The committee sought to expand its understanding of the full range of challenges and opportunities facing biomarker tests for molecularly targeted therapies. A diverse range of sources informed the committee’s work, including published literature and expert testimony. The committee deliberated during four in-person meetings, as well as numerous conference calls and email exchanges, between January and September 2015.
The committee invited a number of external experts to inform its deliberations during its first three committee meetings (January, April,
3 See https://www.nationalacademies.org/hmd/Activities/Disease/NCPF.aspx for a complete list of National Cancer Policy Forum Workshop Summaries. See https://www.nationalacademies.org/hmd/Activities/Research/GenomicBasedResearch.aspx for a complete list of Genomics Roundtable Workshop Summaries.
and June 2015). These speakers provided valuable input to the committee on a broad range of issues, including biomarker development, evaluation, and implementation; applications of biomarkers and molecularly targeted therapies in clinical practice; and payment and regulatory issues affecting biomarker tests for molecularly targeted therapies. In addition to in-person testimony, the committee heard from experts in reimbursement, payment, and coverage policy related to biomarker tests for molecularly targeted therapies via webinar (see Appendix C). Moreover, a number of experts provided written input to the committee in areas related to ethics, genomic literacy, and genomic data collection and analysis. Finally, in addition to benefiting from a range of expert oral and written input, the committee reviewed an extensive body of literature on biomarker tests for molecularly targeted therapies to inform its deliberations.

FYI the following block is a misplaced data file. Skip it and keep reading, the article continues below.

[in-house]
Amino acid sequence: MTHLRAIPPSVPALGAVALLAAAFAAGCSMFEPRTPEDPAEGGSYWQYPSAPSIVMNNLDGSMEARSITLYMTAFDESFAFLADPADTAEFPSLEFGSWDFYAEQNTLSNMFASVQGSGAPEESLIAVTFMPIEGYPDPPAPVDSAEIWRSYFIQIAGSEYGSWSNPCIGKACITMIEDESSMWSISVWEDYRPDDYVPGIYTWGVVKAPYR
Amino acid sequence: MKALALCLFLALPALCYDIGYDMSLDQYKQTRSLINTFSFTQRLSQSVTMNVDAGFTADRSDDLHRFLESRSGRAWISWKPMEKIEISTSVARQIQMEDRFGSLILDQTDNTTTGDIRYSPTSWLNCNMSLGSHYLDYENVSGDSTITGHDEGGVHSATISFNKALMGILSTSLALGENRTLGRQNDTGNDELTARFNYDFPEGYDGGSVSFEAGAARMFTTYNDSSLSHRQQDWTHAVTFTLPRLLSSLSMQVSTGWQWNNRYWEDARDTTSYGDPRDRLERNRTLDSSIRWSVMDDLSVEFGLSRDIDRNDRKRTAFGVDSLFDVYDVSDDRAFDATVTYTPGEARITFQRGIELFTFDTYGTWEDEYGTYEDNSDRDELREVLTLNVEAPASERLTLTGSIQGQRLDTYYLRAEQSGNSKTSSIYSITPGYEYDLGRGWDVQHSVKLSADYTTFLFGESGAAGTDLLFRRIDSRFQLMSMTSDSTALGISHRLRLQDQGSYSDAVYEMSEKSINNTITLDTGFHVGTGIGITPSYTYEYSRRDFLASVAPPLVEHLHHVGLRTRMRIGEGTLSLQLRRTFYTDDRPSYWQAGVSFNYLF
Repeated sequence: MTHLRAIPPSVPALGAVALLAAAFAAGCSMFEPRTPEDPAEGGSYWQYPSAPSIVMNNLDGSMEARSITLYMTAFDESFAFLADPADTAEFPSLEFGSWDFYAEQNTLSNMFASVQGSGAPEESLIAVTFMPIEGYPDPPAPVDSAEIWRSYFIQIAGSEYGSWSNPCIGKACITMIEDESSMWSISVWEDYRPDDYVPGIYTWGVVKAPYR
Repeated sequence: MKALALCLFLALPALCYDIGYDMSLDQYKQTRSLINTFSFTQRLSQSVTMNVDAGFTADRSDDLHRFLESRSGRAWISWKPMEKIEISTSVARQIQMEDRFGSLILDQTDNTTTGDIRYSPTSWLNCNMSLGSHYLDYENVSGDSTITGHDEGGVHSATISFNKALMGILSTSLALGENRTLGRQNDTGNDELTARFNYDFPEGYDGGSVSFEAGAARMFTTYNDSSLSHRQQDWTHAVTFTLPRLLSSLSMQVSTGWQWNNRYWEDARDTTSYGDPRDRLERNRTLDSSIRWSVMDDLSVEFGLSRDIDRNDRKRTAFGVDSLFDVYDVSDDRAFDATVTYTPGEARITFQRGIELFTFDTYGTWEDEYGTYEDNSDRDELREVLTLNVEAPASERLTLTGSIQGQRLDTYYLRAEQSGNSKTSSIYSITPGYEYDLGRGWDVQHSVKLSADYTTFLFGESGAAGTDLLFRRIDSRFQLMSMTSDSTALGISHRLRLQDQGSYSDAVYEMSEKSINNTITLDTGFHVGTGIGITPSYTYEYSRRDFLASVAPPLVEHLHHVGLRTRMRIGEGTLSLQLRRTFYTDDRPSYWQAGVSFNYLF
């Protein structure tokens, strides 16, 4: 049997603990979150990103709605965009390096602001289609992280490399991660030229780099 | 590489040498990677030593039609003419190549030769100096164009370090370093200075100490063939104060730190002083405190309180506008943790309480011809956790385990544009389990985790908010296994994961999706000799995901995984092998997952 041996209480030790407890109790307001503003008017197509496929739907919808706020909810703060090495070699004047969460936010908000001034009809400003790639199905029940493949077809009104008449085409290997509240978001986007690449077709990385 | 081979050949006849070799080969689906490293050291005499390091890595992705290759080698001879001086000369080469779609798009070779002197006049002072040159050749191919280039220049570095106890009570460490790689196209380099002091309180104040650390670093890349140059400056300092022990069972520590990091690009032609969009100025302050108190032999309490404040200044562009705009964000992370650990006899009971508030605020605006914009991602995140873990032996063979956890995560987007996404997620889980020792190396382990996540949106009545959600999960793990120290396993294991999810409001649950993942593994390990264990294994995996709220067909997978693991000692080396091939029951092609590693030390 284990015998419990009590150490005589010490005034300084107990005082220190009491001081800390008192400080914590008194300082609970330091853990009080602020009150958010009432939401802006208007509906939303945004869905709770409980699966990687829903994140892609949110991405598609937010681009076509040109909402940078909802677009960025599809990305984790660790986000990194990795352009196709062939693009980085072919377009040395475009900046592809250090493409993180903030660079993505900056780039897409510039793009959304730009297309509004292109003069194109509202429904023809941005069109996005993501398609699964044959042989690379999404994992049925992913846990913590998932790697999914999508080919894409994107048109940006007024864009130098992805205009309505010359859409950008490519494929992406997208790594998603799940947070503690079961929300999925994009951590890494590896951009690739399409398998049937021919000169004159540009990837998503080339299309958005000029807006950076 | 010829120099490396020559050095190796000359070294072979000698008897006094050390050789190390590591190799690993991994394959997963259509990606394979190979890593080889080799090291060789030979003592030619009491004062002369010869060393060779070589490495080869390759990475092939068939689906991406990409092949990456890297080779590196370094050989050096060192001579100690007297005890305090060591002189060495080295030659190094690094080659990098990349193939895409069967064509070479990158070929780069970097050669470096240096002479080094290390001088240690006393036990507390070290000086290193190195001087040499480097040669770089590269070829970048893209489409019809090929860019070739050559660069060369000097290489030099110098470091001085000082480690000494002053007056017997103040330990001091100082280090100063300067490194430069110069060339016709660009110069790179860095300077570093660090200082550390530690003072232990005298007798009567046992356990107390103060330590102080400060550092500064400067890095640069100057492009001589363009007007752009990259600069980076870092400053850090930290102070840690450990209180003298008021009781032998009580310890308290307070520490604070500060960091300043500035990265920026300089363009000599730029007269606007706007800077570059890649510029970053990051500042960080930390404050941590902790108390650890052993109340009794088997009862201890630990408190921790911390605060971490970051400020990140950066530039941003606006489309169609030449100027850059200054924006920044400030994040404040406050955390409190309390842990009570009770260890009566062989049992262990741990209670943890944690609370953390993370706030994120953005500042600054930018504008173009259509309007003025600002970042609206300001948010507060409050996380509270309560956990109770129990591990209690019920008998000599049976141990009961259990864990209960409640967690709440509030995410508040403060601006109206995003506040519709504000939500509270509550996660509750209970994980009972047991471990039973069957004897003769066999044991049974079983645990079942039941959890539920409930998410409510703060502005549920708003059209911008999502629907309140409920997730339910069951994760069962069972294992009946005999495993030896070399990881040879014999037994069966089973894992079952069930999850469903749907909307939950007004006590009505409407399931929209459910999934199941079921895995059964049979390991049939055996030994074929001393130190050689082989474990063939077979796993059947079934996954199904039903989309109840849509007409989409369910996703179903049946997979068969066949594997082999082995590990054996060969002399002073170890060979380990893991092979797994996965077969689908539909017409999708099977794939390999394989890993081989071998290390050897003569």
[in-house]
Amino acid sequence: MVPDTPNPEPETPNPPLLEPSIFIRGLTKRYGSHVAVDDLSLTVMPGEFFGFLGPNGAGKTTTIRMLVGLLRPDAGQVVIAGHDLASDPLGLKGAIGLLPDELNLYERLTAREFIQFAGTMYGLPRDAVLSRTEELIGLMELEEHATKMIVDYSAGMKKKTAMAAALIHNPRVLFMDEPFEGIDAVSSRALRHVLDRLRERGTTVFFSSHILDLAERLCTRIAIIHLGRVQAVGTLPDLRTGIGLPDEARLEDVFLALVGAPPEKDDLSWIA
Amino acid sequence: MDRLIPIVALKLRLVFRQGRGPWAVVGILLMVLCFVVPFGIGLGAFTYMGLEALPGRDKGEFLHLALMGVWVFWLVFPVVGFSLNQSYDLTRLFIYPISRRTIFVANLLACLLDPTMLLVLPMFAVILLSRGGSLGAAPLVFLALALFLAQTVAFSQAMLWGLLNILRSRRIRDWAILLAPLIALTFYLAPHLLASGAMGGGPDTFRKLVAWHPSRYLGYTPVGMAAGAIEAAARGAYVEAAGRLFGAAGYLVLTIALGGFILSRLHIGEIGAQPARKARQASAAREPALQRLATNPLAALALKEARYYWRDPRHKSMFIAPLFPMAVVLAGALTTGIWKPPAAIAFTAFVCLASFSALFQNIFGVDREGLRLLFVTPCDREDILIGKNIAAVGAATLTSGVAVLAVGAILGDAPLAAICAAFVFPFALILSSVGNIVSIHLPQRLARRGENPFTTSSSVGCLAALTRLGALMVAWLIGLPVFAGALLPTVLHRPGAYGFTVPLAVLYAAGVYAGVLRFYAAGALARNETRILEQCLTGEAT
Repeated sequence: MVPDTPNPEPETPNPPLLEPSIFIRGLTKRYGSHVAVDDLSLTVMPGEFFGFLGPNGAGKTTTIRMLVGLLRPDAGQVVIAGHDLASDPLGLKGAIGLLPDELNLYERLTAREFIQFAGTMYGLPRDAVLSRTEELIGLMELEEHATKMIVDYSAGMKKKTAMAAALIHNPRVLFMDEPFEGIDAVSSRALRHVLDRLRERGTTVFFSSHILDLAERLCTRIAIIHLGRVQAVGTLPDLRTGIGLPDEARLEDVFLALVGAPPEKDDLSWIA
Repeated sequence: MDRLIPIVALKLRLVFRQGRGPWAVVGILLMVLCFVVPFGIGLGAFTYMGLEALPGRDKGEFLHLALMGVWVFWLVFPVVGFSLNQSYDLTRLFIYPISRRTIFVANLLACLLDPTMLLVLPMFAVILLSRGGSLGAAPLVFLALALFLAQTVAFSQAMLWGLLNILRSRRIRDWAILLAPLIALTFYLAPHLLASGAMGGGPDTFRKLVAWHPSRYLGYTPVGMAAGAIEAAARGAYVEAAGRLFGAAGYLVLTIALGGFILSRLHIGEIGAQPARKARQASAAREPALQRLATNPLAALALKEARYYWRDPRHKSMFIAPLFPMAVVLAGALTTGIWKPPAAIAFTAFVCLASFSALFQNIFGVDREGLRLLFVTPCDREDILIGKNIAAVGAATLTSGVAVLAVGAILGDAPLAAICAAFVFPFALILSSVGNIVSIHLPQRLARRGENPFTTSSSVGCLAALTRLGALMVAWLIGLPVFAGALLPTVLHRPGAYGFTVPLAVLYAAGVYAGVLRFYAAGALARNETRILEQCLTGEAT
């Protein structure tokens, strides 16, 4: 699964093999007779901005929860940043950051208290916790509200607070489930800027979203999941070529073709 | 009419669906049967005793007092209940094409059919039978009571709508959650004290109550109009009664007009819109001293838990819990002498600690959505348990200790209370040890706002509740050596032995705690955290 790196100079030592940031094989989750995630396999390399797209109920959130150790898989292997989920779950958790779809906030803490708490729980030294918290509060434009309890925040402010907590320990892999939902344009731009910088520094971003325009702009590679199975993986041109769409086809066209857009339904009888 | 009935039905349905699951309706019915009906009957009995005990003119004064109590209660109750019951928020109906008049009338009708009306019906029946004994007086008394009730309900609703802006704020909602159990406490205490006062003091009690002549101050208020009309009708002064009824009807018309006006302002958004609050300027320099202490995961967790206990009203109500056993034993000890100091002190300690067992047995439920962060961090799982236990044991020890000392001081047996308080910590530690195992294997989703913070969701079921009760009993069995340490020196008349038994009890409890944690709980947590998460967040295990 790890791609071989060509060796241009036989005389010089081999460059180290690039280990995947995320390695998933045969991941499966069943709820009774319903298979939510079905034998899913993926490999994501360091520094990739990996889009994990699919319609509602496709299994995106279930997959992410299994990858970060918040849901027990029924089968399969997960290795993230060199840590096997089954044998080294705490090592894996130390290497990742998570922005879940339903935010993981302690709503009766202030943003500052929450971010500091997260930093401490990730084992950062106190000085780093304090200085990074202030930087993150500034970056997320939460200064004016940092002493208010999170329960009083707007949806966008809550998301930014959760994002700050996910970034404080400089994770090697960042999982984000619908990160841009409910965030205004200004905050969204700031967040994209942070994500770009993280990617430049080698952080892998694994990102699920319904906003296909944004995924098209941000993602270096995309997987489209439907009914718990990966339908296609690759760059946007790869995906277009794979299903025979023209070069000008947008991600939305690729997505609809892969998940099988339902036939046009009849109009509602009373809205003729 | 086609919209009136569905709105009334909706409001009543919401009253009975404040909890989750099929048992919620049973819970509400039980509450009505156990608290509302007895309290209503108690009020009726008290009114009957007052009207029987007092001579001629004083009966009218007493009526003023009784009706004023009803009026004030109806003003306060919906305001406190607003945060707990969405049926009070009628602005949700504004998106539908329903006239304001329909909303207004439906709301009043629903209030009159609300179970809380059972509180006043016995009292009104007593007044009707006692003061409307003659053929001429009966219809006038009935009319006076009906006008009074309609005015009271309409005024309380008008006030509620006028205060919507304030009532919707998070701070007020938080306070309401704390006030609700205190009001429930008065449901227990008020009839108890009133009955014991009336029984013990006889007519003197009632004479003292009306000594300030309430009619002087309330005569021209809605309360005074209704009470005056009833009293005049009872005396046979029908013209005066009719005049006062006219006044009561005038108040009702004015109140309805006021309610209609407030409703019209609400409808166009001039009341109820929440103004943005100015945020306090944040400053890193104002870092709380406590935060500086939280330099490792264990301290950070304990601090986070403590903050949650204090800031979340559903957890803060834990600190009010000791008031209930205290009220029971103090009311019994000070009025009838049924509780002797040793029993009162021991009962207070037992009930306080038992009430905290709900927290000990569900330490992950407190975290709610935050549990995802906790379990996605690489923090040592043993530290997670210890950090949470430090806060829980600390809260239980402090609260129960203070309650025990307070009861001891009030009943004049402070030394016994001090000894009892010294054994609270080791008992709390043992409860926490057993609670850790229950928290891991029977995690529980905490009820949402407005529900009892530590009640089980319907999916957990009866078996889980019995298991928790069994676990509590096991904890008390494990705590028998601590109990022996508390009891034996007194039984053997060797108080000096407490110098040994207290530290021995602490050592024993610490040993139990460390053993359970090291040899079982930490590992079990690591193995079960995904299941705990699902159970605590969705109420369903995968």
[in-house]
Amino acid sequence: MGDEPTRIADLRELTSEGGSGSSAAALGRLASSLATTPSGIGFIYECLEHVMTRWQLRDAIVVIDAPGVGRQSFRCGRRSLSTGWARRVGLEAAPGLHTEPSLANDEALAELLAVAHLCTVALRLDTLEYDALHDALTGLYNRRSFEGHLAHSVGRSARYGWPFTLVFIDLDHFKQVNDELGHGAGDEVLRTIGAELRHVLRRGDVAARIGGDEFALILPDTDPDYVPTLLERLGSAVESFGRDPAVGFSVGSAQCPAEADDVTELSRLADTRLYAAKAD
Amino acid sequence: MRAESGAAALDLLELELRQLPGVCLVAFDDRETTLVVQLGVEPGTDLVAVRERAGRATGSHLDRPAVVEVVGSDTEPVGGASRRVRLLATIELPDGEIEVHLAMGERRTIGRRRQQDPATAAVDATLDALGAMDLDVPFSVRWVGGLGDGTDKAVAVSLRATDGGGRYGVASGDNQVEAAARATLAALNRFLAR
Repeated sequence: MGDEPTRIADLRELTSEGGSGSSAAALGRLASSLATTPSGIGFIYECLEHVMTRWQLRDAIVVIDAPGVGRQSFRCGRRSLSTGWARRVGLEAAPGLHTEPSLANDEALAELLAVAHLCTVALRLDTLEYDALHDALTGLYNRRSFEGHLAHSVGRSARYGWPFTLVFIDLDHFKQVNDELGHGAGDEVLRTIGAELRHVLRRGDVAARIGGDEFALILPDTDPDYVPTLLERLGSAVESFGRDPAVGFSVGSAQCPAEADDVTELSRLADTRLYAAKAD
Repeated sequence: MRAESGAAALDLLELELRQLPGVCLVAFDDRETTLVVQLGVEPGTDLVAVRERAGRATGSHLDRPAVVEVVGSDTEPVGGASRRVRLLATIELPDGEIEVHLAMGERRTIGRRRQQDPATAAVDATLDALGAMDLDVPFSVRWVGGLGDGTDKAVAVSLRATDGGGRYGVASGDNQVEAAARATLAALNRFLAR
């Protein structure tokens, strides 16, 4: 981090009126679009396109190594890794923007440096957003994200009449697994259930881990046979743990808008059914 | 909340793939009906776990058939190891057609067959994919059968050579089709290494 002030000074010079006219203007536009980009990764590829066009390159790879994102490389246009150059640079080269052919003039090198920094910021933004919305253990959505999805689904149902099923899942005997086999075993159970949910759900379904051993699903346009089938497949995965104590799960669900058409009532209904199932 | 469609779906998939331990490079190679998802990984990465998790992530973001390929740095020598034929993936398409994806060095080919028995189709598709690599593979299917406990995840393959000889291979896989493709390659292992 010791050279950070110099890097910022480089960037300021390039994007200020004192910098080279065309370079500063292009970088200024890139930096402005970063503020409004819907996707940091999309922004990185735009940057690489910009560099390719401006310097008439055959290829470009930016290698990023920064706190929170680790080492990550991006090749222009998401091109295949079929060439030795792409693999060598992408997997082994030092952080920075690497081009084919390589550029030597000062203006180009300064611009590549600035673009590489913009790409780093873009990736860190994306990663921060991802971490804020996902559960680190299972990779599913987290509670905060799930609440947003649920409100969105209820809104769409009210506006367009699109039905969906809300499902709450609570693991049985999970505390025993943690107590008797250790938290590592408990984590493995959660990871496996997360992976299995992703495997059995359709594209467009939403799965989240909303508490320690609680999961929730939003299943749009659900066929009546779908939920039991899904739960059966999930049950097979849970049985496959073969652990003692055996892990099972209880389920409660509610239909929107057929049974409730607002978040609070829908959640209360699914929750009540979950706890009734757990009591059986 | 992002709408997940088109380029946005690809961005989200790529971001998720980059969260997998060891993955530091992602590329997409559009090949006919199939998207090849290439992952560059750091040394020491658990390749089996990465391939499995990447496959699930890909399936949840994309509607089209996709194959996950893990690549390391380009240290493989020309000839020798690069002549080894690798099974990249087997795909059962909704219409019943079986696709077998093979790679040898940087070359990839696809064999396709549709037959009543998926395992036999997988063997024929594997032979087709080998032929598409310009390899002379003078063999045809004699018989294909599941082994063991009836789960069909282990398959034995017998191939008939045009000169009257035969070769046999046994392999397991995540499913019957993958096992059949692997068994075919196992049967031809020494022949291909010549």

Framework for the Study